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Abstract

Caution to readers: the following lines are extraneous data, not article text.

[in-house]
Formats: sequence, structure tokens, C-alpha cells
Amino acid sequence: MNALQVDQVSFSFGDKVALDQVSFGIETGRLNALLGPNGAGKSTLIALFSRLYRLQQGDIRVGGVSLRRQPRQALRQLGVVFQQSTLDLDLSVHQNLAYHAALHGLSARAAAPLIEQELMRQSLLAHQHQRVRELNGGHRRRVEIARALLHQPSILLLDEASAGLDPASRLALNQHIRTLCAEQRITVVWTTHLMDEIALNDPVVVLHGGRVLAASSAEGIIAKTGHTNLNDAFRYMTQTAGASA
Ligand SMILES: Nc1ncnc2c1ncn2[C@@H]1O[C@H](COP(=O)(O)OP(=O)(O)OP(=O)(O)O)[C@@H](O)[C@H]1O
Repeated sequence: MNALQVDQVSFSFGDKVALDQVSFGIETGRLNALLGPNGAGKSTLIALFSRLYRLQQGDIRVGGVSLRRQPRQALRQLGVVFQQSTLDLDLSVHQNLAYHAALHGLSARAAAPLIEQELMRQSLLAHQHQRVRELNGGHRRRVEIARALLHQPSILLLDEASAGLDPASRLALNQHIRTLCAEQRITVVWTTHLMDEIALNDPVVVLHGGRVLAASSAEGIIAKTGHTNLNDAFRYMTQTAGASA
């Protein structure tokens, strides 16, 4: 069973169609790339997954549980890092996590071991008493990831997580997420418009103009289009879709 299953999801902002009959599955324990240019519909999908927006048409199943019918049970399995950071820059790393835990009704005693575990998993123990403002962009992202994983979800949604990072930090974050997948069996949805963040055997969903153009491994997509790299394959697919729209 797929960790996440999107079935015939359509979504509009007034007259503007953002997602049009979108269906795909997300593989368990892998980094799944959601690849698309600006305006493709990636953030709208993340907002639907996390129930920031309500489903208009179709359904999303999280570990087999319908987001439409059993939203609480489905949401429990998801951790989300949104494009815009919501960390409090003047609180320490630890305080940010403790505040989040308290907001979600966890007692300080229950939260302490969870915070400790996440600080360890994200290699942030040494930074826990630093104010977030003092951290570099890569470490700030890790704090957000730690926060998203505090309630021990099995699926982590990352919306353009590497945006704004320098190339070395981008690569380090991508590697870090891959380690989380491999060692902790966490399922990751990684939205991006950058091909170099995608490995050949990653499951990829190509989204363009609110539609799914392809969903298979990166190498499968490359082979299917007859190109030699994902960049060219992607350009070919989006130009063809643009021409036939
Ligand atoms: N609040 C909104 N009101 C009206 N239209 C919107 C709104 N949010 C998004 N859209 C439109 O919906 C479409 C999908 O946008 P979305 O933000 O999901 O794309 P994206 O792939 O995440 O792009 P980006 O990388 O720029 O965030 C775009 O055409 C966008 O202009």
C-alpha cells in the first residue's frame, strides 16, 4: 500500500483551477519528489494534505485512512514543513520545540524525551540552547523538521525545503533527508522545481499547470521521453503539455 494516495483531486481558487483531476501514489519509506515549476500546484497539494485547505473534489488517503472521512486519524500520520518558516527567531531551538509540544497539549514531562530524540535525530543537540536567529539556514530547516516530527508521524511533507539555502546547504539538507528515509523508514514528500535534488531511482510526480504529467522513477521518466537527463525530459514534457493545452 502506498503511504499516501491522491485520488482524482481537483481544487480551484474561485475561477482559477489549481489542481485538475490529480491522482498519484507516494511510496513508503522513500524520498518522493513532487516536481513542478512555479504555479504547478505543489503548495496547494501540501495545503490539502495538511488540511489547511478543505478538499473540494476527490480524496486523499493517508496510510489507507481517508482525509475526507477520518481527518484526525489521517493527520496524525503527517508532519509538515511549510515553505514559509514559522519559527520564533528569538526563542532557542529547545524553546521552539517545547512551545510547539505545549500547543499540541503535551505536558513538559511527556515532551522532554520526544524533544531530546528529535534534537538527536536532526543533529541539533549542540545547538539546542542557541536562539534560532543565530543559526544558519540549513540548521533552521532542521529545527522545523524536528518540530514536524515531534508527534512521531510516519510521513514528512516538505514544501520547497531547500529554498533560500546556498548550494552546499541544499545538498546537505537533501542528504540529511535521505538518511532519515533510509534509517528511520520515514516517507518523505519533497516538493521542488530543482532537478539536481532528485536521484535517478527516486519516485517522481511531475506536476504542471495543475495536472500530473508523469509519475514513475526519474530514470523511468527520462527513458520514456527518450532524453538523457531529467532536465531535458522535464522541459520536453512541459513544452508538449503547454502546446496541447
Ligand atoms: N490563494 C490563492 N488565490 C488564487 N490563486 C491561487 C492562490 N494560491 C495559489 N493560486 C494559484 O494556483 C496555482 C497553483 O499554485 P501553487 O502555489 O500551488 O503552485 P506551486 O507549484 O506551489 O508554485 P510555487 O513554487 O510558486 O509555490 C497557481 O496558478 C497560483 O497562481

Contact with environmental microbes are arguably the most common species interaction in which any animal participates. Studies have noted diverse relationships between hosts and resident mi- crobes, which can have strong consequences for host development, physiology, and behavior. Many of these studies focus specifically on pathogens or beneficial microbes, while the benign mi- crobes, of which the majority of bacteria could be described, are often ignored. Here, we explore the nature of the relationships between the grass spider Agelenopsis pennsylvanica and bacteria collected from their cuticles in situ. First, using culture-based methods, we identified a portion of the cuticular bacterial communities that are naturally associated with these spiders. Then, we topic- ally exposed spiders to a subset of these bacterial monocultures to estimate how bacterial expos- ure may alter 3 host behavioral traits: boldness, aggressiveness, and activity level. We conducted these behavioral assays 3 times before and 3 times after topical application, and compared the changes observed in each trait with spiders that were exposed to a sterile control treatment. We identified 9 species of bacteria from the cuticles of 36 spiders and exposed groups of 20 spiders to 1 of 4 species of cuticular bacteria. We found that exposure to Dermacoccus nishinomiyaensis and Staphylococcus saprophyticus was associated with a 10-fold decrease in the foraging aggressive- ness of spiders toward prey in their web. Since bacterial exposure did not have survival consequences for hosts, these data suggest that interactions with cuticular bacteria, even non- pathogenic bacteria, could alter host behavior. Key words: Agelenopsis pennsylvanica, aggressiveness, Araneae, cuticular bacteria, personality V C The Author (2017). Published by Oxford University Press. 1 This is an Open Access article distributed under the terms of the Creative Commons Attribution Non-Commercial License (http://creativecommons.org/licenses/by-nc/4.0/), which permits non-commercial re-use, distribution, and reproduction in any medium, provided the original work is properly cited. For commercial re-use, please contact journals.permissions@oup.com Downloaded from https://academic.oup.com/cz/advance-article-abstract/doi/10.1093/cz/zox064/4636542 by guest on 13 July 2018 2 Current Zoology, 2017, Vol. 00, No. 00 Animals are constantly subject to microbes from their environment, into round (diameter¼ 12 cm), opaque, sterile plastic housing con- many of which develop important relationships with their host, tainers. Spiders were maintained in an environment chamber at altering host physiology, health, and behavior. Extensive research 25 C and a 16 h:8 h light:dark cycle. Spiders were restricted to a has probed the myriad roles that certain microbes play in the func- maintenance diet of one 2-week-old cricket per week and were pro- tioning of the endocrine, digestive, immune, circulatory, and ner- vided water by misting the web with a spray bottle. We estimated in- vous system of their hosts (McFall-Ngai et al. 2013). Although dividuals’ body size by measuring their prosoma width (millimeter) interactions between hosts and environmental bacteria have classic- and body mass (gram) with digital calipers and a digital scale. ally been overlooked in the field of behavioral ecology, contempor- ary research has linked members of host-associated microbial Bacterial isolation and identification communities with important host behaviors like reproduction, habi- One week after collection and storage in a sterile housing container, tat selection, and foraging (Grenham et al. 2011; Ezenwa et al. 36 spiders were chosen haphazardly and each transferred to a sterile 2012). Most of these studies focus on either pathogenic or beneficial 15 mL conical tube containing 1 mL sterile LB broth (Fisher microbes that reside in the host gut. For example, Lactobacillus gut Scientific, Asheville, NC, USA), then subsequently shaken by a vor- bacteria attenuate anxiety-related behaviors in both mice (Bravo tex (700  g) for 10 s. Spiders were then returned to their original et al. 2011) and zebrafish (Davis et al. 2016), whereas infection by housing container using forceps. Four 10-fold serial dilutions were Trichuris muris increases the expression of these behaviors (Bercik made from this stock solution and 100 mL of each dilution was et al. 2010). In German cockroaches, exposure to commensal gut spread onto LB agar plates. Plates were incubated at room tempera- microbiota stimulates the production of volatile carboxylic acids ture for 24–72 h, until bacterial growth was evident. Unique individ- which increases aggregation tendencies, indicating that gut bacteria ual bacterial colonies (by color and morphology) were re-streaked may act as a mediator of insect–insect communication (Wada- using sterile inoculating loops onto new LB agar plates 3–4 times to Katsumata et al. 2015). Fewer studies, however, have sought to link ensure that cultures were monospecific. Although LB agar is a nutri- hosts’ behavioral traits with exposure to potentially benign mi- ent rich medium, not all environmental bacteria are able to readily crobes, which constitute the majority of bacteria with which an ani- grow under its conditions. Thus, only a subset of the spiders’ cuticu- mal interacts (Nishiguchi et al. 2008; Dinan et al. 2015). lar bacterial community were likely to be cultured in this way. Host cuticles represent the first physical barrier between the Bacterial identification was performed by PCR amplification of a body and exogenous microbes. Although many members of the skin 1500 bp region of the prokaryotic 16 S ribosomal RNA gene using microbiome are considered benign and unlikely to influence import- illustra PuReTaq Ready-To-Go PCR Beads (GE Healthcare Life ant host traits (Grice and Segre 2011), evidence suggests that some Sciences, Pittsburgh, PA, USA) and sent for sanger sequencing cuticular bacteria can play important roles in host behavior. For in- (GeneWiz, South Plainfield, NJ, USA). See the Appendix for primer stance, the harvester ant Pogonomyrmex barbatus uses colony- details. Bacterial identification was determined by manually aligning specific cuticular microbial communities to recognize nest mates sequences in FinchTV BLAST software (Geospiza, Inc., Seattle, WA, (Dosmann et al. 2016). Research on the social spider Stegodyphus USA). We used a cutoff of 99% identity for identifications at the dumicola has revealed nuanced relationships between hosts and cu- species level, and 97% identity for identifications at the genus ticular bacteria (Keiser et al. 2016a), where increases in cuticular level. All bacterial strains were stored at 80 C in 25% glycerol bacterial load (i.e., abundance) can alter colonies’ collective foraging and are available upon request. behavior (Keiser et al. 2016b). Taken together, these examples illus- trate that seemingly benign cuticular bacteria can play a role in host’s behavior. Behavioral assays Here, we investigate whether, and to what degree, exposure to We performed 3 behavioral assays to characterize each spider’s be- cuticular bacterial can alter important behaviors and survivorship in havioral phenotype before versus after experimental exposure to the grass spider Agelenopsis pennsylvanica. Although A. pennsyl- bacteria: boldness, activity, and aggressiveness. These represent im- vanica are predominantly solitary, spiders may share cuticular bac- portant behaviors for the natural history of Agelenopsis spiders that teria via shared environments (e.g., silk or soil) or during are regularly subject to ongoing natural and sexual selection interactions with conspecifics (e.g., antagonistic interactions or mat- (Berning et al. 2012; e.g., antipredator behavior and mating; ing). We collected spiders from urban and suburban habitats and Riechert and Hedrick 1990). Each assay was conducted 3 times per collected bacteria from their cuticles to (1) characterize some of bac- spider before and after bacterial exposure for a total of 6 trials teria with which these animals likely interact, and (Good et al. (2 sets of 3 trials). Behavioral assays were all performed on the same 2012) identify the degree to which exposing spiders to these bacteria days in the following order: boldness, activity, and aggressiveness. might alter their behavior. Spiders that were vortexed to collect bacterial samples were not included in the subsequent behavioral assays or bacterial exposures. Boldness assay: Boldness is a behavioral trait defined as an indi- Materials and Methods viduals’ propensity to engage in risky behavior (Sloan Wilson et al. Collection and maintenance 1994) and is often measured as an individual’s latency to resume Agelenopsis pennsylvanica (N¼ 120) both male and female spiders normal activity following an antagonistic stimulus (Riechert and were collected by locating their funnel-shaped webs in bushes and Hedrick 1993). To assess spiders’ boldness, we opened the lid to spi- hedges in Pittsburgh, PA in Oakland, Squirrel Hill, and Lewisburg ders’ home containers and allowed a 30-s acclimation period, after suburbs. One 2-week-old cricket was placed at the opening of the which 2 rapid puffs of air were administered to the anterior prosoma funnel using tweezers. When the spider emerged from the back of using a plastic transfer pipette bulb. This causes the animal to either the web to attack the cricket, the spider was quickly scooped into a flee rapidly from the stimulus or to perform a “death feign” and re- plastic container and transferred directly to a sterile 50 mL conical main motionless. We recorded whether or not the spider fled from tube. Spiders were transported back to the laboratory and isolated the stimulus, and the latency in seconds for the spider to resume Downloaded from https://academic.oup.com/cz/advance-article-abstract/doi/10.1093/cz/zox064/4636542 by guest on 13 July 2018 PARKS et al.: Spiders, bacteria, and behavior 3 Table 1. Bacteria collected from the cuticles of A. pennsylvanica spiders Bacteria Characteristics References Dermacoccus nishinomiyaensis Catalase positive, Gram-positive, aerobic. Found widely in environment in Stackebrandt et al. (1995) including: water, soil, and occasionally on mammalian skin. Serratia marcescens Catalase positive, Gram-negative, facultative anaerobe, motile. Found in many Hejazi and Falkiner (1997) infections including respiratory tract infections, urinary tract infections, and wound infections. Some strains are facultatively pathogenic in insects. Klebsiella pneumoniae Catalase positive, Gram-negative, facultative anaerobe, non-motile. Common (Insua et al. 2013; Yang and in soil and plants; has also been shown to elicit an immune response in Chen 2016) arthropods. Staphylococcus saprophyticus Catalase positive, Gram-positive, aerobic, and motile. Found in normal flora Raz et al. (2005) of female genital tract, can cause urinary tract infections. Common patho- gen that is often found in the environment. Staphylococcus gallinarum Catalase positive, Gram-positive, anaerobic. Found on the skin of poultry, not Yu et al. (2008) usually pathogenic, but has been isolated from some human wound infections. Pseudomonas psychrotolerans Catalase positive, Gram-negative, aerobic, motile. Most often found in soil Hauser et al. (2004) and water. Curtobacterium sp. Catalase positive, Gram-positive, and aerobic. Common soil bacteria and can Funke et al. (2005) be a plant pathogen. Pseudomonas sp. Catalase positive, Gram-negative, aerobic, and motile. Depending on sp., can be Holt et al. (1994) pathogenic in plants, arthropods or humans. Mainly found in water and plants. Dermacoccus sp. Catalase positive, Gram-positive, aerobic, and non-motile. Rarely pathogenic, Holt et al. (1994) often found in water and human flora. Denotes bacteria that were used to experimentally expose spiders. normal movement about the web. Bolder spiders resume activity of 1 OD in 0.005% Triton-X. Spiders were randomly separated into faster, and shyer spiders remain motionless for longer. If the spider either the bacterial exposure (N¼ 41) or control group (N¼ 43). To had not resumed activity within 300 s, the trial was terminated and expose spiders to their assigned cuticular bacteria, 5 mL of a bacterial the spider was scored with the maximum value of 300 s. monoculture solution (i.e., approximately 4 10 CFUs) was applied to the spider directly above the pedicel using a micropipette. Similar Activity assay: To assess spiders’ activity level, we transferred methods have been used previously to incease cuticular bacterial loads the spider to a clean, plastic container (diameter¼ 12 cm) and placed on spiders (e.g., Keiser et al. 2016a, 2016b). The spiders in the bacter- a black plastic dish over the spider. After 30 s acclimation, the black ial exposure group were only inoculated with 1 of the 4 isolated dish was removed and the proportion of time that each spider spent strains, resulting in experimental groups with approximately 10 spiders moving around the container was measured in seconds over a 300 s per strain. For spiders in the control groups, 5 microliters of autoclaved period using a stopwatch. 0.005% Triton-X solution was administered atop the pedicel. Spiders Aggressiveness assay: To assess spiders’ foraging aggressiveness were then placed back into their housing container until behavioral toward prey items, we removed the spider’s home container lid and assays recommenced 7 days later. The survival of all spiders was moni- allowed a 30 s acclimation period. After which, a single 2-week-old tored for the following 3 weeks. cricket was placed in the center of the web using tweezers. We meas- ured the latency for the spider to attack the cricket. More aggressive spiders attack prey faster. If the spider did not attack the cricket Statistical analyses within 300 s, the assay was terminated and the spider was scored We calculated the change in average behavioral trait values (bold- with the maximum value of 300 s. ness, aggressiveness, and activity) by subtracting the average value of the 3 post-exposure trials from the average value of the 3 pre-ex- posure trials. Thus, because boldness and aggressiveness are latency Bacterial exposure values, a positive calculated value conveys an increase in aggressive- Bacterial liquid monocultures were grown by picking an individual ness or boldness after bacterial exposure while a negative value de- bacterial colony from an LB plate and placing it in 3 mL of sterile LB notes a decrease. A positive value in charge in activity, however, broth. After 24 h shaking at room temperature, we centrifuged the so- represents a decrease in activity post exposure. We compared the lution at 4,000  g for 5 min, removed the supernatant, and suspended change in each behavioral value between exposed spiders and cor- the bacteria in 1 mL of 0.005% Triton-X solution (Sigma Aldrich, St. responding control spiders using generalized linear mixed models Louis, MO, USA). This surfactant allows liquids to be applied topically (identity link function; after verifying model assumptions) with the to spiders’ hydrophobic cuticles. In 2 side experiments, we inoculated following independent variables: spider sex, bacterial exposure (bac- LB plates with 40lL of bacterial monocultures in either phosphate- teria vs. control), and spider body condition. Body condition is esti- buffered saline or 0.005% Triton-X and found that Triton-X does not mated as the residual values from a regression of individuals’ body reduce bacterial growth. Then, we exposed 5 adult A. pennsylvanica mass and prosoma width (Jakob et al. 1996). Spider survival (alive/ to 0.005% Triton-X and saw no mortality over the remainder of the dead) after 3 weeks was analyzed with nominal logistic regressions experiment (data not shown). We measured the optical density of each with the same independent variables as above. The collection loca- monoculture at 600 nm and diluted each solution to an optical density tion in the city from which spiders were collected was included as a Downloaded from https://academic.oup.com/cz/advance-article-abstract/doi/10.1093/cz/zox064/4636542 by guest on 13 July 2018 4 Current Zoology, 2017, Vol. 00, No. 00 random effect in all models. All statistical analyses were performed Table 2. Results of 3 general linear models predicting the change in behavioral traits of individual spiders after experimental exposure in JMP Pro version 12.1. to bacteria Bacterial exposure Effect df v P-value Results Serratia Change in boldness Bacterial identification Marcescens Spider sex 1 5.04 0.03* We identified 9 unique bacteria from the cuticles of A. pennsylvan- Body condition 1 1.43 0.23 ica (Table 1). Many of these were common environmental bacteria Bacterial exposure 1 3.69 0.06 found in soil, water, or on plant surfaces. Three of our identified Change in aggressiveness bacteria had previously been described as pathogenic in arthropods Spider sex 1 2.04 0.15 (Serratia marcescens, Pseudomonas, and Klebsiella pneumoniae; Body condition 1 2.13 0.14 Table 1). Bacterial exposure 1 1.04 0.31 Change in activity Spider sex 1 3.34 0.07 Changes in spider behavior Body condition 1 0.06 0.80 The sex of the host spider was not associated with changes in Bacterial exposure 1 1.58 0.21 any behavioral traits (all P> 0.11; Table 2). Spiders’ body condi- Klebsiella Change in boldness tions were associated with their change in behavior in some expos- pneumonia Spider sex 1 4.66 0.03* ure cases (e.g., when spiders were exposed to Staphylococcus Body condition 1 8.61 0.003* saprophyticus and Klebsiella pneumoniae; Table 2). Exposure to Bacterial exposure 1 11.19 0.0008* Dermacoccus nishinomiyaensis (v ¼ 5.62, P¼ 0.01; Figure 1A) Change in aggressiveness and S. saprophyticus (v ¼ 9.06, P ¼ 0.003; Figure 2)was both Spider sex 1 5.96 0.01* associated with over a 10-fold decrease in spiders’ foraging aggres- Body condition 1 3.99 0.05* Bacterial exposure 1 1.70 0.19 siveness toward prey whereas control spiders showed no change in Change in activity aggressiveness. Spiders, on average, showed an increase in their la- Spider sex 1 1.26 0.26 tency to resume activity (i.e., became less “bold”) over time in the Body condition 1 10.69 0.001* absensce of bacterial exposure (F ¼ 8.87, P¼ 0.01). However, 1,12.6 Bacterial exposure 1 4.19 0.06 spiders that were exposed to K. pneumoniae showed no difference Dermacoccus Change in boldness in boldness after bacterial exposure (Figure 3) while spiders nishinomiyaensis Spider sex — — — that were exposed to D. nishinomiyaensis showed a increase in la- Body condition 1 0.20 0.65 tency to resume activity (v ¼ 6.44, P ¼ 0.01; Figure 1B). Spiders Bacterial exposure 1 6.44 0.01* that were exposed to bacteria did not differ in their survival rates Change in aggressiveness 3 weeks post exposure when compared with control spiders (all Spider sex — — — Body condition 1 1.42 0.23 P> 0.22), though males were more likely to have died compared Bacterial exposure 1 5.62 0.01* with females, regardless of treatment group (v ¼ 11.29, df ¼ 1, Change in activity P¼ 0.0008). Spider sex — — — Body condition 1 0.10 0.75 Bacterial exposure 1 0.61 0.43 Discussion Staphylococcus Change in boldness Countless studies have identified important relationships between Saprophyticus Spider sex 1 0.52 0.47 pathogenic and beneficial microbiota and the physiology and health Body condition 1 0.11 0.73 of their host. Fewer studies, however, have identified links between Bacterial exposure 1 0.64 0.42 Change in aggressiveness environmental, exogenous microbes and hosts’ behavioral traits. Spider sex 1 1.86 0.17 This is despite the fact that these bacteria interact with hosts con- Body condition 1 10.95 0.0009* stantly. We investigated here whether the behavior of the grass spi- Bacterial exposure 1 9.06 0.003* der A. pennsylvanica is altered by being exposed to an increased Change in activity abundance of bacteria collected from conspecifics’ cuticles in situ. Spider sex 1 0.07 0.78 We focused on 3 important host behavioral traits (boldness, aggres- Body condition 1 5.06 0.02* siveness, and activity level) and found that exposure to cuticular Bacterial exposure 1 0.87 0.35 bacteria had the strongest influences on spiders foraging aggressive- ness toward prey, though we found no evidence that increased cu- Notes: Significant effects are denoted with an asterisk. Empty values represent effects where comparisons could not be made due to uneven distribution of ticular bacterial load was actually harmful to spiders, at least in male and female spiders in that group. terms of survival rates. The 9 bacteria collected from spiders’ cuticles were mostly envir- body through the spiracles (Basset et al. 2000) or via grooming onmental bacteria often found in soil, water, or on plant surfaces. (Forster 1977). Pseudomonas was also collected from 2 spider cu- Thus, spiders likely acquire these microbes while moving around ticles, and the pathogenicity of P. aeruginosa has been confirmed in their environment during dispersal, web construction, foraging, and a wolf spider (Gilbert et al. 2016). A study by Gilbert and Uetz possibly mating. Notably, the widespread arthropod pathogen (2016) further demonstrated that P. aeruginosa can be horizontally S. marcescens was isolated from 2 different spiders. We propose that transmitted during spider mating. Thus, there is impetus to believe future studies might examine if external exposure to pathogenic bac- that contact between conspecifics during mating, parental care, or teria could lead to invasion into the host body cavity and cause in- territorial interactions could result in the transmission of both fection. It is possible that cuticular bacteria might invade a spider’s Downloaded from https://academic.oup.com/cz/advance-article-abstract/doi/10.1093/cz/zox064/4636542 by guest on 13 July 2018 PARKS et al.: Spiders, bacteria, and behavior 5 Figure 3. Control spiders, on average, showed an increase in their latency to resume activity over time. However, spiders that were exposed to K. pneumo- niae showed no difference in boldness after bacterial exposure. forage and defend their territory from intruding conspecifics (Pruitt and Husak 2010). Further, exposure to D. nishinomiyaensis and K. pneumoniae resulted in either an increase in spiders’ latency to re- sume activity after an aversive stimulus or no change relative to con- trol spiders, respectively. If these cuticular bacteria can enter the body via grooming, resulting in activation of their immune system Figure 1. Exposure to D. nishinomiyaensis was associated (A) with over a 10- (Zhukovskaya et al. 2013), which could explain the spiders latency fold decrease in spiders’ foraging aggressiveness toward a prey item in their to resume activity, future studies should test whether spiders in- web and (B) an increase in latency to resume activity after an aversive crease grooming behavior after exposure and if there is an increase stimulus. in bacterial CFUs in the gut/hemolymph after grooming. Although we found no evidence that bacterial exposure altered spider sur- vivorship in the laboratory, we reason that stable abiotic conditions and ample access to prey may have reduced the opportunity to ob- serve effects on spider performance. Although there is obvious still much to discover in these system, data like these hint that inter- actions between spiders and their microbes are likely to have large effects on host traits. Acknowledgments We thank Abby Cliffton, Kaitlyn Dodson, Matthew Hughes, Ailsa Luce, Henry Rice, Jenna Sigado, Taylor Smith, Corey Stefan, Elizabeth Veley, Ferial Behboody, Alexandria Cooper, Ellen Gerasimek, Rebecca Hayes, and Eric Schneider for assistance with experimental protocols. We also thank Graham F. Hatfull for guidance in course development. Figure 2. Exposure to S. saprophyticus was associated with, on average, a 10-fold decrease in spiders’ foraging aggressiveness toward a prey item in their web. Funding Funding for this experiment was provided by the Howard Hughes Medical pathogenic and benign environmental microbes in this and other Institute Science Education Alliance. systems. We found that cuticular exposure to D. nishinomiyaensis and S. References saprophyticus, 2 common soil bacteria, were associated with over a 10-fold decrease in spiders’ foraging aggressiveness toward prey. Basset A, Khush RS, Braun A, Gardan L, Boccard F et al., 2000. 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Oikos 77:61–67. mechanism of insect disease defense. Insects 4:609–630. Appendix Table A1. PCR primer information 0 0 0 0 Gene Primer Forward sequence (5 ! 3 ) Reverse sequence (5 ! 3 ) Amplicon size (bp) 16S ribosomal Illustra PuReTaq Ready-To-Go GAGTTTGATCCTGGCTCA ACGGCTAACTTGTTACGACT 143 subunit PCR Bead Downloaded from https://academic.oup.com/cz/advance-article-abstract/doi/10.1093/cz/zox064/4636542 by guest on 13 July 2018